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Now playing: current issues 

Art imitates life, and perhaps no art form as much so as theater. The upcoming 2019-20 season will spotlight issues constantly in the headlines today, from race and gender to politics and terrorism. Through modern retellings, classic revivals, and brand new blockbusters, local stages will offer food for thought on a variety of hard-hitting topics.

Wallbyrd Theatre Co., helmed by 30-something Pittsford native Virginia Monte and based out of a second-floor black box space in Village Gate, continues to hold its own against bigger companies in town. This year's opening show (one of three total in their season), "Medea," is a new adaptation of the Euripides classic and runs October 17 to 27. The plot follows a modern-day Medea, who becomes a single mother of two when her husband leaves her for another woman. (Check wallbyrd.com for ticket information)

click to enlarge Judith Ranaletta and Eric Vaughn Johnson of OFC Creations have planned two immersive theater experiences to be held at The Century Club this season. - PHOTO PROVIDED
  • PHOTO PROVIDED
  • Judith Ranaletta and Eric Vaughn Johnson of OFC Creations have planned two immersive theater experiences to be held at The Century Club this season.

Longtime arts educator and director Judith Ranaletta and OFC Creations executive director Eric Vaughn Johnson recently began collaborating on interactive theater productions held in the Century Club of Rochester. Scenes happen within rooms of the venue, and cast size is much smaller (usually less than 10 people) to make for an immersive, intimate experience. Two more are planned for this season: "Nunsense," which runs November 1 to 3; and "The King and I," which runs March 4 to 8. Tickets start at $35, are limited, and sell out quickly. (ofccreations.com)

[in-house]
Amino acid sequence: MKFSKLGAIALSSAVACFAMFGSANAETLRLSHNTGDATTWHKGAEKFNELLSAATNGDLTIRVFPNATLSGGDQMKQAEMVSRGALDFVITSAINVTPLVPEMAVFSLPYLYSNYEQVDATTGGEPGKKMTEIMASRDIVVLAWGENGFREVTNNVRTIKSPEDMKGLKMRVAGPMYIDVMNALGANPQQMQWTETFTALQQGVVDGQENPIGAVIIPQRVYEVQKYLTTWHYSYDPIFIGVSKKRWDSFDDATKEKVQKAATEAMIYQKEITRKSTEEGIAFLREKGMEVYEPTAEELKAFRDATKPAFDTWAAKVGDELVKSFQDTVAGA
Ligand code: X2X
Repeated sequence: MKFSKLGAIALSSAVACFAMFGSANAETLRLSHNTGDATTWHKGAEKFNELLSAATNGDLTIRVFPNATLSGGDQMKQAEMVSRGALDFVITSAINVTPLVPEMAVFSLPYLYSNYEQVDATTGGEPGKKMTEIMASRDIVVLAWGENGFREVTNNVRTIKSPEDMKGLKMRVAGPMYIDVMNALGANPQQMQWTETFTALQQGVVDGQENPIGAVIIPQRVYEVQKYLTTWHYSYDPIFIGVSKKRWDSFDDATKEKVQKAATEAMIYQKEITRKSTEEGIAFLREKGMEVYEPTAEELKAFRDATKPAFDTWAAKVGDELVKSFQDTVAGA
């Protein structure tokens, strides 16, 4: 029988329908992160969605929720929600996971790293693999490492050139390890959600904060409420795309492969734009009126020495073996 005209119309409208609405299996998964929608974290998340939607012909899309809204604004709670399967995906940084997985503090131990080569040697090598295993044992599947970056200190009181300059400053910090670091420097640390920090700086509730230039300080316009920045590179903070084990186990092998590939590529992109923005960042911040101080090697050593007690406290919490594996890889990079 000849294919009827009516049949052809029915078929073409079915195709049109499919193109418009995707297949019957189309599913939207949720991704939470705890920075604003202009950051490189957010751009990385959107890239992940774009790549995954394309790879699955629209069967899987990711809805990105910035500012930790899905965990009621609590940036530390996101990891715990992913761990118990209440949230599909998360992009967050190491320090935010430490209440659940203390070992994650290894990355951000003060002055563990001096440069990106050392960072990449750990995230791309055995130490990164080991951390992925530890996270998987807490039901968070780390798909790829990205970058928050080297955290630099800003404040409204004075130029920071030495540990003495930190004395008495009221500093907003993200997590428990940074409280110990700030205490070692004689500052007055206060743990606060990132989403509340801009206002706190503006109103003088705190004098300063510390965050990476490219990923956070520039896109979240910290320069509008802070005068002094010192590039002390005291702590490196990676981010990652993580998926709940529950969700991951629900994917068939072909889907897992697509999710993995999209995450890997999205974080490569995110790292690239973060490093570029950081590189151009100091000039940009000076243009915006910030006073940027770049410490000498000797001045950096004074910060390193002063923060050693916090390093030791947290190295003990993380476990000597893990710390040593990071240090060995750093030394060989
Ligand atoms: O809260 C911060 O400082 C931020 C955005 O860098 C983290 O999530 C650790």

In keeping with his commitment to new works, JCC CenterStage artistic director Ralph Meranto has included a world premiere, "Division Street," in this year's season. The comedy-drama, onstage November 2 to 17, is penned by Jason Odell Williams, who also wrote "Church & State" (the play premiered at CenterStage in 2016 and ran off-Broadway in 2017). "Division Street" features a three-person cast and centers on an interracial celebrity marriage in Hollywood. General admission tickets are $33. (jccrochester.org/centerstage)

click to enlarge Rochester Broadway Theatre League will bring “Come From Away” to Rochester November 19-24. - PHOTO BY MATTHEW MURPHY
  • PHOTO BY MATTHEW MURPHY
  • Rochester Broadway Theatre League will bring “Come From Away” to Rochester November 19-24.

Rochester Broadway Theatre League returns with a lineup featuring several popular Broadway runs, and "Come From Away" is one of the first few on the docket. The musical runs November 19 to 24 and tells the true story of 7,000 passengers who were stranded in a small town in Newfoundland after 9/11. The award-winning show just reached 1,000 performances on Broadway and continues to sell out, so having the chance to see it locally is worth taking. (Visit rbtl.org to reserve tickets)

click to enlarge “Peter and The Starcatcher” will be staged by Blackfriars Theatre December 13-19. - ILLUSTRATION BY KOLLEEN VOGEL
  • ILLUSTRATION BY KOLLEEN VOGEL
  • “Peter and The Starcatcher” will be staged by Blackfriars Theatre December 13-19.

For those who revel in non-traditional — but still heartwarming — holiday shows, Blackfriars Theatre will present "Peter and the Starcatcher" December 13 to 29. This nine-time Tony Award-winning, family-friendly musical tells the story of the shipwreck of the H.M.S. Neverland and a young crew led by an orphan boy who must fight off pirates (sound familiar?). While it's inspired by "Peter Pan," this fantasy holds a few different twists within its trademark three-dimensional staging. Individual tickets start at $28.50. (blackfriars.org)